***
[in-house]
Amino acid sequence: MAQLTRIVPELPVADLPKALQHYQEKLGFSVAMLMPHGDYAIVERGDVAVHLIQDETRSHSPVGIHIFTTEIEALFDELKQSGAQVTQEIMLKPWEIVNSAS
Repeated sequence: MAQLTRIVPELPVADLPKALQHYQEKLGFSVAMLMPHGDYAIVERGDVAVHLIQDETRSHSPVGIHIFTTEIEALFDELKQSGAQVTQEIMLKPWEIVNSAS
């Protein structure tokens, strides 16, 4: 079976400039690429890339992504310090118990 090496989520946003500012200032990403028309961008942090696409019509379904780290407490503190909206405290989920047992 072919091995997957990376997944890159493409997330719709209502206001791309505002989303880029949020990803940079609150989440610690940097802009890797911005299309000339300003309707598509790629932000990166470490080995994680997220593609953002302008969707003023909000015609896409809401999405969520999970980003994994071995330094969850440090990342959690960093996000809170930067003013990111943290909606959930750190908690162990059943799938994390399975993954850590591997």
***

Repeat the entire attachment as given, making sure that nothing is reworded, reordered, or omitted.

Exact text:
[in-house]
Amino acid sequence: MAQLTRIVPELPVADLPKALQHYQEKLGFSVAMLMPHGDYAIVERGDVAVHLIQDETRSHSPVGIHIFTTEIEALFDELKQSGAQVTQEIMLKPWEIVNSAS
Repeated sequence: MAQLTRIVPELPVADLPKALQHYQEKLGFSVAMLMPHGDYAIVERGDVAVHLIQDETRSHSPVGIHIFTTEIEALFDELKQSGAQVTQEIMLKPWEIVNSAS
């Protein structure tokens, strides 16, 4: 079976400039690429890339992504310090118990 090496989520946003500012200032990403028309961008942090696409019509379904780290407490503190909206405290989920047992 072919091995997957990376997944890159493409997330719709209502206001791309505002989303880029949020990803940079609150989440610690940097802009890797911005299309000339300003309707598509790629932000990166470490080995994680997220593609953002302008969707003023909000015609896409809401999405969520999970980003994994071995330094969850440090990342959690960093996000809170930067003013990111943290909606959930750190908690162990059943799938994390399975993954850590591997």